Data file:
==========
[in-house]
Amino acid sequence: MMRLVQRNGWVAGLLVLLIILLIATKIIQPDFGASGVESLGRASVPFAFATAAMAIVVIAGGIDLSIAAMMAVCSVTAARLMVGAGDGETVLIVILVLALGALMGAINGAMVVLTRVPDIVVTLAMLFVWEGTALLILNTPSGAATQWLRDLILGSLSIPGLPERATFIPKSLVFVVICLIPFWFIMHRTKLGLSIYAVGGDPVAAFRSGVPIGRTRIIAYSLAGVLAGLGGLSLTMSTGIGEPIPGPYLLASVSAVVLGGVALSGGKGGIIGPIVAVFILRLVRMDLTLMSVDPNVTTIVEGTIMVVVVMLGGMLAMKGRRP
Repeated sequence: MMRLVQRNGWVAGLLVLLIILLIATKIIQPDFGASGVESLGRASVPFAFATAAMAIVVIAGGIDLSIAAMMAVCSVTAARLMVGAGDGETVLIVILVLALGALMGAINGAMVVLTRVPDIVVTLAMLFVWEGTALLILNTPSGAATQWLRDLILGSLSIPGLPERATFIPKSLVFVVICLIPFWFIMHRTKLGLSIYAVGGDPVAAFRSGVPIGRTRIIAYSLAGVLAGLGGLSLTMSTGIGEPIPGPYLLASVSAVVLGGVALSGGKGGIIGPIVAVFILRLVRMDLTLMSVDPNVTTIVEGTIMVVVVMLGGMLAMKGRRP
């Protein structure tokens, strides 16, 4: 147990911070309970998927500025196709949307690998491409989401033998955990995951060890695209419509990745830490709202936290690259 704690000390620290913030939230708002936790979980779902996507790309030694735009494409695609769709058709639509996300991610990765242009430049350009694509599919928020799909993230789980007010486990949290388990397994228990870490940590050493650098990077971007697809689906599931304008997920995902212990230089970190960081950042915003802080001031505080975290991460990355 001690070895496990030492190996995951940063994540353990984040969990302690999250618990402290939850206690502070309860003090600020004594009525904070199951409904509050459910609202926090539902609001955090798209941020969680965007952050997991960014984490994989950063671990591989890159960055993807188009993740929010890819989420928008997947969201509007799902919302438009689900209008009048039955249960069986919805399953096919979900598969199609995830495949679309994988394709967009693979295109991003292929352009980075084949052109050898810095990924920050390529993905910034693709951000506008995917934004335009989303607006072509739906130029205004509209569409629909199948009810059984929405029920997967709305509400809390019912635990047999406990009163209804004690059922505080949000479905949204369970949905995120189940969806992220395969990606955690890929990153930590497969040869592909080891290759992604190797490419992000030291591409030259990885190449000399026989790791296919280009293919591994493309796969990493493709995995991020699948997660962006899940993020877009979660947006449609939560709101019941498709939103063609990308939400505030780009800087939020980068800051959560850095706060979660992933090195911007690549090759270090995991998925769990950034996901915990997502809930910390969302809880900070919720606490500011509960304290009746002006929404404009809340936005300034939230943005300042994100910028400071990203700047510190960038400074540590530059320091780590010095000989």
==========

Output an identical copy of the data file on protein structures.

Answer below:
[in-house]
Amino acid sequence: MMRLVQRNGWVAGLLVLLIILLIATKIIQPDFGASGVESLGRASVPFAFATAAMAIVVIAGGIDLSIAAMMAVCSVTAARLMVGAGDGETVLIVILVLALGALMGAINGAMVVLTRVPDIVVTLAMLFVWEGTALLILNTPSGAATQWLRDLILGSLSIPGLPERATFIPKSLVFVVICLIPFWFIMHRTKLGLSIYAVGGDPVAAFRSGVPIGRTRIIAYSLAGVLAGLGGLSLTMSTGIGEPIPGPYLLASVSAVVLGGVALSGGKGGIIGPIVAVFILRLVRMDLTLMSVDPNVTTIVEGTIMVVVVMLGGMLAMKGRRP
Repeated sequence: MMRLVQRNGWVAGLLVLLIILLIATKIIQPDFGASGVESLGRASVPFAFATAAMAIVVIAGGIDLSIAAMMAVCSVTAARLMVGAGDGETVLIVILVLALGALMGAINGAMVVLTRVPDIVVTLAMLFVWEGTALLILNTPSGAATQWLRDLILGSLSIPGLPERATFIPKSLVFVVICLIPFWFIMHRTKLGLSIYAVGGDPVAAFRSGVPIGRTRIIAYSLAGVLAGLGGLSLTMSTGIGEPIPGPYLLASVSAVVLGGVALSGGKGGIIGPIVAVFILRLVRMDLTLMSVDPNVTTIVEGTIMVVVVMLGGMLAMKGRRP
């Protein structure tokens, strides 16, 4: 147990911070309970998927500025196709949307690998491409989401033998955990995951060890695209419509990745830490709202936290690259 704690000390620290913030939230708002936790979980779902996507790309030694735009494409695609769709058709639509996300991610990765242009430049350009694509599919928020799909993230789980007010486990949290388990397994228990870490940590050493650098990077971007697809689906599931304008997920995902212990230089970190960081950042915003802080001031505080975290991460990355 001690070895496990030492190996995951940063994540353990984040969990302690999250618990402290939850206690502070309860003090600020004594009525904070199951409904509050459910609202926090539902609001955090798209941020969680965007952050997991960014984490994989950063671990591989890159960055993807188009993740929010890819989420928008997947969201509007799902919302438009689900209008009048039955249960069986919805399953096919979900598969199609995830495949679309994988394709967009693979295109991003292929352009980075084949052109050898810095990924920050390529993905910034693709951000506008995917934004335009989303607006072509739906130029205004509209569409629909199948009810059984929405029920997967709305509400809390019912635990047999406990009163209804004690059922505080949000479905949204369970949905995120189940969806992220395969990606955690890929990153930590497969040869592909080891290759992604190797490419992000030291591409030259990885190449000399026989790791296919280009293919591994493309796969990493493709995995991020699948997660962006899940993020877009979660947006449609939560709101019941498709939103063609990308939400505030780009800087939020980068800051959560850095706060979660992933090195911007690549090759270090995991998925769990950034996901915990997502809930910390969302809880900070919720606490500011509960304290009746002006929404404009809340936005300034939230943005300042994100910028400071990203700047510190960038400074540590530059320091780590010095000989």